In sum. Other federal programs and academic literature provide rationales for providing funding to domestic publishing channels, some of which reflect SSHRC priorities. In comparison, ASJ’s objectives are broadly stated and of limited use for understanding how they align with funding under SSHRC’s mandate.

ASJ, EDI and Official Language Minorities

SSHRC has a commitment to strengthen EDI in the SSH research system, including to promote the integration of EDI-related considerations in research design and practices and to increase equitable and inclusive participation in the research system.Footnote 28 SSHRC also has commitments to Official Language Minority Communities. ASJ’s alignment with these priorities was assessed through review of program documents and surveys of editors and researchers.

ASJ’s stated objectives do not currently reflect SSHRC’s EDI priorities, although its objectives are not contradictory. The absence of reference to EDI may reflect the years in which ASJ has been active before EDI priorities were established. ASJ does not currently collect EDI-related monitoring data. As this funding is directed to organizations rather than individuals, an appropriate level for additional data collection would need to be carefully considered.

The key role played by journals, editors and reviewers to influence EDI in research practice and publication is well recognized (e.g., Henrich et al., 2010). In ASJ’s context, qualitative dataFootnote 29 suggest that some funded journals pursue an explicit mandate to advance knowledge of Canada’s diverse population.

Editors were also asked in the survey if their journal had undertaken any activities explicitly aimed at increasing equitable and inclusive participation in scholarly publishing in the past 12 months. Significantly more continuously funded editors (72%) reported that they had undertaken such activities than non-funded participants (46%; p=.013).Footnote 30

Editors were asked to describe these activities. The majority (80%) reported efforts to increase the diversity of the journal’s editors, including gender diversity, and seeking greater representation by geography, language, sexual orientation and/or racialized groups. Efforts to increase or sustain a diversity of topics were also reported (34%), such as special theme issues on topics related to EDI. The third major response category related to diversity of authors, described by editors in terms of geographic diversity, greater participation by Francophone authors, racialized authors, emerging scholars and others.Footnote 31 A few journals reported efforts to expand the diversity of their peer reviewers (n=5). A small number described the mandate of their journal as equity focused, with all activities undertaken through an equity lens (n=6).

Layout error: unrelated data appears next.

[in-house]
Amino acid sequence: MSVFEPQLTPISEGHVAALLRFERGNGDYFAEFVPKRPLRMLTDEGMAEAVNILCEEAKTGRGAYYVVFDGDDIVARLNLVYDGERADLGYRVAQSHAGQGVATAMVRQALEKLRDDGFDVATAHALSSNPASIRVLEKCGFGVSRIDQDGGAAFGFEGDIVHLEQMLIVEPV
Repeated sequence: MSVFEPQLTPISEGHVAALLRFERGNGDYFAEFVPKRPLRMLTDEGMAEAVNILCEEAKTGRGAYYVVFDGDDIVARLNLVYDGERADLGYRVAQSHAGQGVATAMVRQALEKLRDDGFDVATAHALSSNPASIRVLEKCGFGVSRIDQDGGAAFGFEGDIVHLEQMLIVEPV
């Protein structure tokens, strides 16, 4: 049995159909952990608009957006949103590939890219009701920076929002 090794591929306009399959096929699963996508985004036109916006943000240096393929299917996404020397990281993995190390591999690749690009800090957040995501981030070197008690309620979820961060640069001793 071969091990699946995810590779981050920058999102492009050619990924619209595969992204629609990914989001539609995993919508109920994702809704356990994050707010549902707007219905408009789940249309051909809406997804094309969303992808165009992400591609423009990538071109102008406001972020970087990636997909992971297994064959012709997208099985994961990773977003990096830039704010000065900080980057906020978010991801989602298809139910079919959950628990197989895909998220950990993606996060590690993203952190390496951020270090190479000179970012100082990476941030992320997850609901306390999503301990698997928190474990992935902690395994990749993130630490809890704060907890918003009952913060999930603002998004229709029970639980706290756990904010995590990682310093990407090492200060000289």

Official languages

A related priority under the Official Languages Policy is to promote linguistic diversity and inclusion.

In the survey of journal editors, they were also asked about language barriers they may have encountered in the process of applying for ASJ funding. On a scale of 1 to 7 with 1 as “absolutely no barriers” and 7 as “significant barriers,” 98% of the 84 respondents reported 1 or 2 on the scale.

In the survey of researchers, respondents were asked if they had experienced any language barriers with respect to publishing their research. Of those responding in French, 61% (n=79) reported experiencing at least some barriers, compared with 9% of those responding in English (n=235).Footnote 32 Researchers who reported experiencing language barriers were asked to describe the nature of the barriers faced. Those who replied (n=61) described various experiences, including: pressure to publish in English due to lower value placed on French-language publications at their institution (n=15); bearing the cost of translation to publish in English (n=14); and reduced productivity and more critical peer reviews due to publishing in a second language (n=14). Of note, although 23% of survey respondents reported French as their primary language at work, 80% reported English when asked which language they typically used for book and article manuscripts. Only 12% of survey respondents reported French and 8% responded “it depends.”

Notably, when asked about characteristics of journals influencing their choice for submission of a new manuscript, French-speaking respondents rated bilingual publication by the journal higher than English-speaking respondentsFootnote 33 (p < .001). Overall, only 20% of French-speaking respondents indicated that bilingual publication was essential or very important to them when selecting a journal, possibly because of the proportion that typically publish in English.

In sum. ASJ is unusual for SSHRC as SSHRC generally funds individual research projects, with fewer initiatives directed at organizations. While points of alignment are evident between ASJ and SSHRC priorities, including for EDI, these are not explicitly stated in ASJ’s objectives. The findings suggest potential for ASJ to support advancement of EDI and official languages in the research system. This could become a performance-related area for ASJ in future.


3.0 Performance

The evaluation assessed performance on three potential outcomes: contribution to the quantity, quality and accessibility/discoverability of published SSH research.

3.1 Conclusions

Overall, ASJ appears to have made a small but significant contribution to SSH research publication, proportionate to the small size of the initiative.